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AISC Column Design Logic Makes Sense for Composite Columns, Too.pdf

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AISC Column Design Logic Malconcrete compres- sion members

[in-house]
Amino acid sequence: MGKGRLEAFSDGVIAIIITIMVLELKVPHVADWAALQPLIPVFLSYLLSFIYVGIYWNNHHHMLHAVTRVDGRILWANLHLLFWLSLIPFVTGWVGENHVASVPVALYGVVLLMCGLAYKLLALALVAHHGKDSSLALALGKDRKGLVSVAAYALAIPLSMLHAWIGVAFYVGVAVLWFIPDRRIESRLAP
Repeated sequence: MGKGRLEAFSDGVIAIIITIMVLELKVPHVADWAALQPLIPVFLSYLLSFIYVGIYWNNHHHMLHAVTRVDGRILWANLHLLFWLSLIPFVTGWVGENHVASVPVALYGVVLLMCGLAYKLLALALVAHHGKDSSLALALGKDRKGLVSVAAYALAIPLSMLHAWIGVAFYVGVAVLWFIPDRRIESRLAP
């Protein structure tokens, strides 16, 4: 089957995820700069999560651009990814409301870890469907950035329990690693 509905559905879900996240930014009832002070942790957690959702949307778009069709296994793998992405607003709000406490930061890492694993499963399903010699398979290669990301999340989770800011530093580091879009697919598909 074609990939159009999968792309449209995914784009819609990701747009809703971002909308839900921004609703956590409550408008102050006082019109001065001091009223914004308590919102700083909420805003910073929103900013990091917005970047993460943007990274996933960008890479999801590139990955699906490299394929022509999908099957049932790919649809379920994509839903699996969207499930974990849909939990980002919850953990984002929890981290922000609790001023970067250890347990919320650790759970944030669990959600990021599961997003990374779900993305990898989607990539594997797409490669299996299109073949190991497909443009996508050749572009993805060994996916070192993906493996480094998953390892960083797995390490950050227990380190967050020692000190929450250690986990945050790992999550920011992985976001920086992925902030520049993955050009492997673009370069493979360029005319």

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  AISC Column Design Logic Mal<es Sense for Composite Columns,  Too RICH RD  W.  FURLONG STRUCTURAL  engineers of North America have regarded the composite column generally as a curious stepchild who does not quite belong to a family, yet appears to behave very well. Fathers of the American Concrete Institute have provided shelter by permitting their own ACI routines to be applied to concrete compression members reinforced longitudinally with structural steel shape, pipe, or tubing. ^ As a concrete compression member the stepchild is restrained from doing its own thing as effectively as its structural steel cousins are allowed to do. The ACI Building Code forbids consideration of axially loaded columns by insisting that all columns also function as beams. Within the structural steel shape^ and tubing-^ family, compression members can be assembled for design as axially loaded columns. Composite columns that are incorporated into structures with connections identical to those used for steel shapes or tubes ought to be considered analytically to behave exactly the same as the shapes or tubes. Composite columns possess better stiffness and local stability than their structural steel cousins, and they are much more reliable in shear and ductility than their reinforced concrete cousins. Even though they cost more to produce than either of the cousins, their potential benefit-cost ratio may make them a far more attractive sibling for any structural family—whether it be concrete, steel, or a new genre as yet unnamed. The following demonstration of composite column analysis and comparison with laboratory behavior is intended to encourage the steel family to consider the adoption of design rules for composite columns. XI LLY LO DED COMPOSITE COLUMNS The logic of the AISC Specification can be applied to axially loaded composite columns if the influence of concrete on the strength, stiffness, and cross-section slender-ness of composite columns is incorporated into effective parameters  Fy^  for strength,  E^  for stiffness and r* for composite section radius of gyration. Definitions of each equivalence parameter follow: Richard  W.  Furlong  is  Profet versity  of  Texas  at  Austin. ã of  Civil Engineering The Uni- Fy* = Fy +  0.85/; ^ A, r* = \/^ Js  + 0.5£,/, EsA,  + 0.5E,A, (1) 2) 3) in which A,  = As = Ec  = Es  = /'. = Fy  = /. = area of concrete in composite cross section area of steel in composite cross section modulus of elasticity for concrete modulus of elasticity for steel design compressive strength of concrete standard cylinders static yield strength of steel moment of inertia of concrete in composite cross section moment of inertia of steel in composite cross section These parameters were applied to 84 concrete-filled tube columns and 30 concrete-encased rolled-shape columns that had been tested in recent years. ^'^'^'^'^ The parameters were then used in AISC column strength formulas in order to compute allowable loads on each of the 114 specimens. Significant computed quantities are listed in Tables 1 and 2. The AISC strength formulas take the following form with the modified parameters: a 4) where  Cc  is the slenderness ratio dividing elastic from inelastic buckling. When the effective length  Kl  is less than the product r*Q, the axial stress  F^  should be computed: Fa=- Kl__l ( Kl \   3 8 r*C 5) FIRST QUARTER  / 1976  Ref. 5-1 c3 O Pd X5 0 '—5 G i3 13 T3 r3 1 ^ ^ 03 (U 0 OJ 0 o G Cj :_0 S -Q C/5 H r-* (U P^ O.D. (in.) 3.74 3.74 8.50 8.50 3.74 4.76 4.76 1.00 1.50 2.00 3.00 14.00 14.00 14.00 5.01 5.00 4.00 4.76 6.00 3.01 4.50 5.00 6.00 5.51 5.53 6.62 ^,(in.^) 5.07 1.63 4.22 6.13 1.63 2.14 3.11 0.11 0.48 0.40 0.59 18.7 8.07 13.50 0.99 1.78 1.49 2.33 2.29 0.63 1.72 1.46 1.14 6.14 3.25 3.62 Table 1. A^  (in.^) 5.92 9.36 52.5 50.6 9.36 15.6 14.7 0.68 1.29 2.74 6.47 135.0 146.0 140.0 18.7 17.9 11.1 15.5 26.0 6.5 14.2 18.2 27.1 17.7 20.8 30.8 Axially Loa fy  (ksi) 39.9 50.7 42.3 41.7 56.8 50.8 49.0 45.2 49.8 76.0 76.0 76.0 76.0 51.5 40.1 51.5 53.8 47.7 53.8 47.7 87.8 65.5 60.2 52.7 60.0 42.0 48.0 38.5 39.0 41.9 43.2 43.2 ded Steel Tubes Filled with Concrete f c  (ksi) 2.94 3.62 3.32 4.32 3.32 4.32 3.49 3.06 3.51 3.06 3.51 3.06 3.51 3.06 3.51 4.04 4.04 4.04 3.95 5.52 4.76 3.04 3.40 9.6 9.6 9.6 9.6 4.95 4.52 4.99 4.29 3.76 3.03 3.62 5.93 3.76 4.20 5.10 3.05 3.75 4.66 4.66 4.74 4.74 4.56 6.26 3.34 Kl  (in.) 33.9 55.9 78.0 33.9 55.9 78.0 87.4 87.4 87.4 87.4 80.0 41.3 41.3 91.0 91.0 41.3 41.3 91.0 91.0 42.0 42.0 42.0 42.0 22.0 22.0 21.1 21.5 19.7 19.7 20.0 20.0 60.0 60.0 41.3 41.3 41.3 66.0 60.0 24.0 24.0 33.0 59.0 59.0 59.0 16.0 16.0 16.0 16.0 32.0 32.0 32.0 Kl 7^ 0.353 0.582 0.812 0.383 0.632 0.882 0.421 0.443 0.453 0.449 0.890 0.348 0.354 0.768 0.781 0.359 0.354 0.791 0.781 1.44 1.00 0.736 0.474 0.169 0.165 0.153 0.187 0.222 0.218 0.206 0.201 0.566 0.563 0.245 0.290 0.286 0.348 0.616 0.266 0.248 0.238 0.346 0.303 0.312 0.079 0.079 0.079 0.079 0.139 0.152 0.137 Pax  (kips) 113.0 96.9 76.4 57.3 47.6 35.6 164.0 182.0 241.0 245.0 34.0 72.0 75.7 51.0 53.0 100.6 99.7 69.8 69.9 1.31 10.7 15.3 32.3 910.0 361.0 402.0 622.0 115.0 112.0 136.0 130.0 80.2 78.6 121.0 113.0 109.0 107.0 23.0 36.0 29.6 84.5 81.7 72.9 82.2 181.0 183.0 130.0 132.0 160.0 184.0 141.0 Pfest  (kips) 229.0 209.0 203.0 150.0 131.0 119.0 371.0 509.0 549.0 645.0 104.0 162.0 192.0 143.0 163.0 227.0 245.0 180.0 195.0 3.52 24.7 27.1 72.0 2576.0 2408.0 791.0 1671.0 289.0 289.0 293.0 293.0 184.0 180.0 260.0 246.0 214.0 211.0 198.0 55.0 92.5 74.2 160.0 170.0 141.0 140.0 148.0 153.0 162.0 165.0 663.0 663.0 410.0 410.0 451.0 502.0 475.0 392.0 Pjest p 2.02 2.16 2.66 2.62 2.75 3.34 2.26 2.79 2.27 2.63 3.06 2.25 2.54 2.80 3.08 2.26 2.46 2.58 2.79 2.69 2.31 1.77 2.24 2.83 2.80 1.97 2.69 2.49 2.58 2.15 2.25 2.29 2.29 2.16 2.18 1.96 1.85 2.39 2.57 2.51 1.89 2.01 1.79 1.73 1.71 1.81 2.10 1.97 2.01 3.67 3.63 3.15 3.10 2.81 2.73 2.58 2.79 ENGINEERING JOURNAL / AMERICAN INSTITUTE OF STEEL CONSTRUCTION  Table 1 (cont'd) Ref. y c 0 u r^ V ^ (L) S-i o <u QJ :3 IJ <u 13 ^ O.D. (in.) 3.50 3.50 6.64 6.64 6.62 6.64 A,  (in.^) 2.36 0.55 2.13 2.13 2.89 3.98 A^  (in.^) 7.26 7.74 32.5 32.5 31.5 30.6 fy  (ksi) 58.0 70.0 43.2 46.0 32.1 37.8 f'c  (ksi) 5.81 5.75 5.65 6.06 5.92 6.00 5.36 5.92 2.60 4.95 5.30 4.87 3.86 4.75 4.77 3.98 Kl  (in.) 68.0 56.0 44.0 32.0 20.0 68.0 56.0 44.0 32.0 20.0 10.0 12.0 78.0 12.0 78.0 12.0 78.0 12.0 78.0 12.0 90.0 12.0 90.0 12.0 90.0 12.0 90.0 Kl r*Cc 0.758 0.625 0.491 0.358 0.223 0.805 0.638 0.512 0.372 0.232 0.116 0.051 0.335 0.058 0.375 0.059 0.384 0.058 0.379 0.046 0.345 0.048 0.359 0.045 0.337 0.044 0.328 Pax  (kips) 64.9 74.1 81.6 90.8 96.6 27.7 31.4 36.6 40.1 43.1 45.1 97.2 86.6 136.0 118.0 145.0 125.0 138.0 120.0 117.0 103.0 131.0 115.0 163.0 145.0 151.0 135.0 Pfest  (kips) 138.0 160.0 161.0 206.0 223.0 50.5 66.2 80.0 90.0 110.0 119.2 298.0 185.0 274.0 206.0 294.0 170.0 299.0 155.0 350.0 213.0 322.0 236.0 442.0 254.0 446.0 262.0 Pfest Pax 2.13 2.16 1.97 2.27 2.31 1.82 2.11 2.19 2.24 2.55 2.64 3.06 2.14 2.01 1.74 2.03 1.36 2.17 1.29 3.00 2.24 2.46 2.05 2.71 1.75 2.95 1.94 When the effective length  Kl  is greater than  r^^C^^  the axial stress  Fn  should be taken as: Fa = 12 TT^E* (6) 23  (Kl/r*)^ Finally, the allowable axial load  Pax  is determined as the product of allowable stress and  steel  area: P = F A ã'ãax  ^  a^^s 7) Range of Al  S Safety Factors M ^ ~rr 114 SPECIMENS 84 Filled Tubes 30 Encased Steel Shapes juR. 1.5 2.0 2.5 3.0 3 5 RATIO  ^^ ãAX Fig. 1. Axially loaded composite column The right-hand columns of Table 1 and Table 2 contain ratios of the reported test load  P^x  to the computed values  Ptest-  The ratios vary from a low value of 1.29 to a high value of 3.67. The mean value for 114 composite specimens was 2.28, with an 18.4 percent coefficient of variation. AISG safety factors are intended to be in the range 1.67 to 1.92. The frequency distribution for all 114 tests appears in Fig. 1, and the AISC safety domain is shown as a shaded region of that diagram. The two ratios that were less than 1.40 involved steel tubes fabricated from welded spiral plate stock, and perhaps such tubes require special attention. AISC FORMAT FOR BEAM-COLUMNS Frequently it is necessary to proportion compression members to resist flexural forces in addition to thrust. All columns that are used in frames constructed with moment resistant connections must be considered as beam-columns. The AISC requirements for designing beam-columns are based on limits to the total stress generated by both thrust and flexure. However, composite columns present FIRST QUARTER / 1976  Reference c > GO ^ 㧠H rh OJ 0^ C 03 '—2 ^ iT) ^ Concr. Size (in.) 5   3.5 7   6.5 10   8 12   10 14   12 16   12 9.5   9.5 Steel Size (in.) 3   1.5 5   4.5 8X6 8X6 8X6 12   8 5.5   5.5 Table 2. Axially Loaded Encased Steel Shapes A,  (in.^) 1.18 5.88 10.3 ã10.3 10.3 19.1 6.66 A,  (in.^) 16.32 39.6 69.7 110.0 158.0 173.0 82.6 f'c  (ksi) 2.60 1.60 2.60 2.60 2.60 2.60 4.66 4.28 4.77 4.29 4.24 4.24 4.27 4.77 4.39 4.30 fy  (ksi) 36.0 36.0 36.0 36.0 36.0 36.0 41.5 42.7 40.2 40.0 55.0 72.6 70.8 72.5 41.5 70.7 Kl r^Cc 0.398 0.550 0.707 0.864 1.015 1.172 1.329 0.054 0.272 0.490 0.707 0.917 0.472 0.479 0.441 0.091 0.183 0.274 0.365 0.457 0.664 0.545 0.381 0.157 0.561 0.779 0.635 0.442 0.576 0.694 Pax  (kips) 40.0 36.0 31.2 25.8 20.0 15.0 11.6 177.0 163.0 143.0 119.0 90.6 255.0 300.0 354.0 627.0 608.0 583.0 556.0 525.0 255.0 268.0 310.0 271.0 294.0 298.0 322.0 384.0 239.0 303.0 Ptest  (kips) 81.4 71.5 63.0 43.6 50.6 36.1 33.9 352.0 308.0 317.0 288.0 231.0 568.0 704.0 836.0 1051.0 990.0 926.0 937.0 933.0 482.0 526.0 590.0 572.0 528.0 528.0 554.0 545.0 513.0 517.0 Pfest ax 2.04 1.99 2.02 1.69 2.53 2.41 2.92 1.99 1.89 2.22 2.42 2.55 2.22 2.34 2.42 1.68 1.63 1.59 1.69 1.78 1.89 1.96 1.90 2.11 1.80 1.77 1.72 1.42 2.14 1.71 unique problems associated with estimates of stress, either in concrete or in steel. Again a pseudo-allowable bending stress, J^^*, can be defined as the product of allowable moment and the steel section modulus, and all other components of AISC design equations can be applied. The moment capacity of composite cross sections can be determined analytically only by means of rather tedious calculations involving the equilibrium of post-elastic stress conditions associated with compatible strains near ultimate flexural loads. Estimates of a reliable moment capacity  Mo  can be taken far more simply by using the product of yield stress and the plastic section modulus of the steel in the cross section of filled tubes and encased shapes that are bent about the major axis. Minor axis bending strength estimates should include not only the weak axis plastic moment for steel, but also the capacity of a concrete section reinforced by the web of the steel shape. For encased shapes bent about the minor axis, Mo = ZyFy  +  A^F^ (b A^hy\ \2 \Jfch)  (J) where Zy =  weak axis plastic section modulus of rolled shape b =  width of concrete section parallel to steel flanges h  = depth of concrete section in the web direction Ayj =  area of web of steel shape The allowable flexural stress for composite sections should be taken as * 5 .S' (8) where  S =  section modulus of steel in plane of bending. The AISC equation for allowable combinations of thrust and flexural stress then can be used: Ja  J ^m 9) ENGINEERING JOURNAL / AMERICAN INSTITUTE OF STEEL CONSTRUCTION